How is the theme of change shown in the novel A Brighter Sun?

The theme of change in A Brighter Sun is shown in relation to the impact of World War Two. Specific elements include the arrival of the Americans and their construction projects, which in turn affects Tiger’s aspirations to upward mobility.

Expert Answers

An illustration of the letter 'A' in a speech bubbles

In A Brighter Sun, change is a theme running through the whole novel. In the broadest strokes, change is connected to World War Two. Although no battles are fought in Trinidad, the impact of the distant war shakes up the entire society. Three related aspects of the war-induced change...

Unlock
This Answer Now

Start your 48-hour free trial to unlock this answer and thousands more. Enjoy eNotes ad-free and cancel anytime.

Start your 48-Hour Free Trial

In A Brighter Sun, change is a theme running through the whole novel. In the broadest strokes, change is connected to World War Two. Although no battles are fought in Trinidad, the impact of the distant war shakes up the entire society. Three related aspects of the war-induced change are the Americans’ presence, their road-construction project, and the new ambitions that grip individual Trinidadians such as Tiger.

The British colonial status and the strategic location of the island are important factors in the island’s new development. With the American entry into the conflict, new emphasis is placed on building up defensive support sites. As the formerly limited infrastructure needs upgrading to connect the island’s different regions, former outlying areas such as Barataria gain significance for more than farming.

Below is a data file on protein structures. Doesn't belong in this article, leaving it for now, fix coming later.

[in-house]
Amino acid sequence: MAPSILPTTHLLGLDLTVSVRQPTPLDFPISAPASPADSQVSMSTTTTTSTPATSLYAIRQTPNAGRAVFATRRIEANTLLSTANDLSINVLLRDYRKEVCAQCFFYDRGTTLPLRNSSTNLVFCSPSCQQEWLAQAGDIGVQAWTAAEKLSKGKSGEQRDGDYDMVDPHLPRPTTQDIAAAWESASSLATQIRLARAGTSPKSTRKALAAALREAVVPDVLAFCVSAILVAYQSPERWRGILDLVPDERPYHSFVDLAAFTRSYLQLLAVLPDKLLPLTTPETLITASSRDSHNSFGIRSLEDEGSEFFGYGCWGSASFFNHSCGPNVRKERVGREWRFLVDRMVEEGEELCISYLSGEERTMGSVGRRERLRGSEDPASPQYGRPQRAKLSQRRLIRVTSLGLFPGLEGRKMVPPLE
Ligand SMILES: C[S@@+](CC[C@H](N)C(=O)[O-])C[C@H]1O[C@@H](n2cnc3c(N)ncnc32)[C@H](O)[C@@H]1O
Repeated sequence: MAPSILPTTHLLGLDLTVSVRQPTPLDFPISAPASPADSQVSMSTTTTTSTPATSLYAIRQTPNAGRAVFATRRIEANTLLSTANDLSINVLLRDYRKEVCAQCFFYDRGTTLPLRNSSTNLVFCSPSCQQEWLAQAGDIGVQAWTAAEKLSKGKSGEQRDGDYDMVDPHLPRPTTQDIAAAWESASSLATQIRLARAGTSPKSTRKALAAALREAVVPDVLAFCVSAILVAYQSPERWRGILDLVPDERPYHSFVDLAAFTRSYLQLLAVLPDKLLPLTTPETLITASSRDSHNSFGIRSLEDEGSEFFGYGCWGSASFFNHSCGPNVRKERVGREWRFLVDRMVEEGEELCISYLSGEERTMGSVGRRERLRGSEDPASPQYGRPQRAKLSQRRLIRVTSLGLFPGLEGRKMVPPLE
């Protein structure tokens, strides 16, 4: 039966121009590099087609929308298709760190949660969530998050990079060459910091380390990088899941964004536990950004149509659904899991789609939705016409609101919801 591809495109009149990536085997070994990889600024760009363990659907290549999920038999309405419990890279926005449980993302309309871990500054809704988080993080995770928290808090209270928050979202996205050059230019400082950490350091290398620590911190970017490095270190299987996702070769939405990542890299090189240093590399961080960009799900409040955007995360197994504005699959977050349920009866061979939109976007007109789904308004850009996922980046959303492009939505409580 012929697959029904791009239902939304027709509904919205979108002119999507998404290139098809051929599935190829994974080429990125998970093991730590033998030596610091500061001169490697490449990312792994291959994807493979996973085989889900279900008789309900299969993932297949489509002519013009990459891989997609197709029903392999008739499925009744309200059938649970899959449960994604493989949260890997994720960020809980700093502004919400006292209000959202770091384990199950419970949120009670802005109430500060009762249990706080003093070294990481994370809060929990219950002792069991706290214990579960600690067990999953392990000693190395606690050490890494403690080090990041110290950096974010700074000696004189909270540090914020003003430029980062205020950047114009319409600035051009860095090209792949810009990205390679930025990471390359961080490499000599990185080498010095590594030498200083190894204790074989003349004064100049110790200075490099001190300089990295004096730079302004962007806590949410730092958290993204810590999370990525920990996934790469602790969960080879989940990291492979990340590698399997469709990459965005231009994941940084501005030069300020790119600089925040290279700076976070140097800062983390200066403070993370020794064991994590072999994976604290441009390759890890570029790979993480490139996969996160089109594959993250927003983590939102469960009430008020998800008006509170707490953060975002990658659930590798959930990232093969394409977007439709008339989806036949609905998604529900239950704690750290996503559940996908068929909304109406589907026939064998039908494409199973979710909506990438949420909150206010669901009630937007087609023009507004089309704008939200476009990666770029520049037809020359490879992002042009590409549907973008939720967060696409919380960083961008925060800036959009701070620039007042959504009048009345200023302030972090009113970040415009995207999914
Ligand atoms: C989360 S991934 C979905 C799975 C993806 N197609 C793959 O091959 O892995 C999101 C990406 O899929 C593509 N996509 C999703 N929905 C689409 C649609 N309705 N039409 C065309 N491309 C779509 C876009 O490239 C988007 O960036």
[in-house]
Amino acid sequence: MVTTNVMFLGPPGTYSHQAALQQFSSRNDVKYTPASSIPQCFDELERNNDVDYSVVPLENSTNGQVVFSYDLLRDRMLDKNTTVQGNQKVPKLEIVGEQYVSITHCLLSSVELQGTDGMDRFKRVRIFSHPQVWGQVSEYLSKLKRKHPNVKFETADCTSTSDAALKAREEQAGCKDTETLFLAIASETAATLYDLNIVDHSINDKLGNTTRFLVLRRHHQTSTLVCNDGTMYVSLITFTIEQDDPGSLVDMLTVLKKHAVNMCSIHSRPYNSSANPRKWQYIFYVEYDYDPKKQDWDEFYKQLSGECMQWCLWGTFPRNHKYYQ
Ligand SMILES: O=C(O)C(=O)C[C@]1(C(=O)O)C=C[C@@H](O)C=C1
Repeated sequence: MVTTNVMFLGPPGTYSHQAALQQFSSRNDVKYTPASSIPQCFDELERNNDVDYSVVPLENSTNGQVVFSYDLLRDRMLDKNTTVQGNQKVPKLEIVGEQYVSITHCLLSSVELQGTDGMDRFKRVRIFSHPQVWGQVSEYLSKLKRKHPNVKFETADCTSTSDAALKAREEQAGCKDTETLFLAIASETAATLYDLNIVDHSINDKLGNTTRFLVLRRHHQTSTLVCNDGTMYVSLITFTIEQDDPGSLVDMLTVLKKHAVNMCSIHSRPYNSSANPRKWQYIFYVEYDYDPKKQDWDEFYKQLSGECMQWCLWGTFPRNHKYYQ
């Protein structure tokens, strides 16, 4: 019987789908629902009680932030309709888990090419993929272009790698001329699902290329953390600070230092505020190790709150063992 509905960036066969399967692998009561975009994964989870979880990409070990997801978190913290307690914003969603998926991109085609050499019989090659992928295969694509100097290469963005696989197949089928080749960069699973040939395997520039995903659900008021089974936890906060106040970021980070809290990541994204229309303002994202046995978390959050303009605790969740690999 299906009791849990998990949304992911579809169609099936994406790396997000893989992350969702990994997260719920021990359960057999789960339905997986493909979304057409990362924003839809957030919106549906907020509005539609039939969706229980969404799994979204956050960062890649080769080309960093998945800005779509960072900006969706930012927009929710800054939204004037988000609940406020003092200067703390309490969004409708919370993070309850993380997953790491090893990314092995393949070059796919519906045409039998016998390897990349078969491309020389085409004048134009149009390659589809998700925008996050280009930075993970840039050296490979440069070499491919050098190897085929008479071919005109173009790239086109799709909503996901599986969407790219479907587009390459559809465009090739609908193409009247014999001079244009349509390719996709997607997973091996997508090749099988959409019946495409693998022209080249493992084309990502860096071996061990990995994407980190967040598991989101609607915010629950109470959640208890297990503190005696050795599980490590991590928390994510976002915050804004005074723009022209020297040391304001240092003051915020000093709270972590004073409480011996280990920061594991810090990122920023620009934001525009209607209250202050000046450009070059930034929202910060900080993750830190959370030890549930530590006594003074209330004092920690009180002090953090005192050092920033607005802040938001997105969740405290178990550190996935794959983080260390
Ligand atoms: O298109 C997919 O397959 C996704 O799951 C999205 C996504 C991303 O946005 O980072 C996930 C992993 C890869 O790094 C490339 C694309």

The Americans’ base and the necessary road take on special significance for the island’s poor, many of whom are descended from the formerly enslaved people. Shifting social relations, including a reassessment of racial and national-heritage hierarchies, accompany the physical changes in the landscape. For poor Afro-Trinidadians, exemplified by Tiger and Urmilla, this means a chance to do something other than farm—a way of life that they expect will mire them further in poverty.

Tiger seizes his opportunity to improve their lives by signing on with the Americans’ road construction project. The pluses and minuses of the widespread changes are embodied by the difficulties he experiences. While dreaming of higher wages and the things they will help him buy, especially a house, Tiger cannot successfully navigate the upheavals and erupts in violence. Not only Urmilla but also their unborn child suffers from his attack. A positive side of social change is ultimately included as community members show their solidarity.

Last Updated by eNotes Editorial on